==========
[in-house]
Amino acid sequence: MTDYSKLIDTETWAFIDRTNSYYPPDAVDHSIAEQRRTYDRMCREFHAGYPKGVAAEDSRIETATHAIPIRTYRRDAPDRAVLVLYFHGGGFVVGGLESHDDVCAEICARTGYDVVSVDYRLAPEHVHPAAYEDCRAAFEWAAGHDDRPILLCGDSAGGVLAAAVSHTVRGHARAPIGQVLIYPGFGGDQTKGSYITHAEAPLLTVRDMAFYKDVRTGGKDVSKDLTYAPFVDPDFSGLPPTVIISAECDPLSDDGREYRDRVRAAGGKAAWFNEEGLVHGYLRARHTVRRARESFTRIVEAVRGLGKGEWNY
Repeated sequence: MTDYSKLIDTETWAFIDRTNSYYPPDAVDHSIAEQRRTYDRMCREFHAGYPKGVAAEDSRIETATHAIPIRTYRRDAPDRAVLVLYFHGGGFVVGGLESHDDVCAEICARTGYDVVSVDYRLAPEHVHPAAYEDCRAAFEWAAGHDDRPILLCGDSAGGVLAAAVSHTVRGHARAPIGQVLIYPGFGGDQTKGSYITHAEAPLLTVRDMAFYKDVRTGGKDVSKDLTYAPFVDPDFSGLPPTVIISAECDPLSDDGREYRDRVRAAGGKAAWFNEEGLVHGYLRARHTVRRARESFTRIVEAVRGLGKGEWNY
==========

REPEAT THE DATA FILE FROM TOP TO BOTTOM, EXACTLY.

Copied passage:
[in-house]
Amino acid sequence: MTDYSKLIDTETWAFIDRTNSYYPPDAVDHSIAEQRRTYDRMCREFHAGYPKGVAAEDSRIETATHAIPIRTYRRDAPDRAVLVLYFHGGGFVVGGLESHDDVCAEICARTGYDVVSVDYRLAPEHVHPAAYEDCRAAFEWAAGHDDRPILLCGDSAGGVLAAAVSHTVRGHARAPIGQVLIYPGFGGDQTKGSYITHAEAPLLTVRDMAFYKDVRTGGKDVSKDLTYAPFVDPDFSGLPPTVIISAECDPLSDDGREYRDRVRAAGGKAAWFNEEGLVHGYLRARHTVRRARESFTRIVEAVRGLGKGEWNY
Repeated sequence: MTDYSKLIDTETWAFIDRTNSYYPPDAVDHSIAEQRRTYDRMCREFHAGYPKGVAAEDSRIETATHAIPIRTYRRDAPDRAVLVLYFHGGGFVVGGLESHDDVCAEICARTGYDVVSVDYRLAPEHVHPAAYEDCRAAFEWAAGHDDRPILLCGDSAGGVLAAAVSHTVRGHARAPIGQVLIYPGFGGDQTKGSYITHAEAPLLTVRDMAFYKDVRTGGKDVSKDLTYAPFVDPDFSGLPPTVIISAECDPLSDDGREYRDRVRAAGGKAAWFNEEGLVHGYLRARHTVRRARESFTRIVEAVRGLGKGEWNY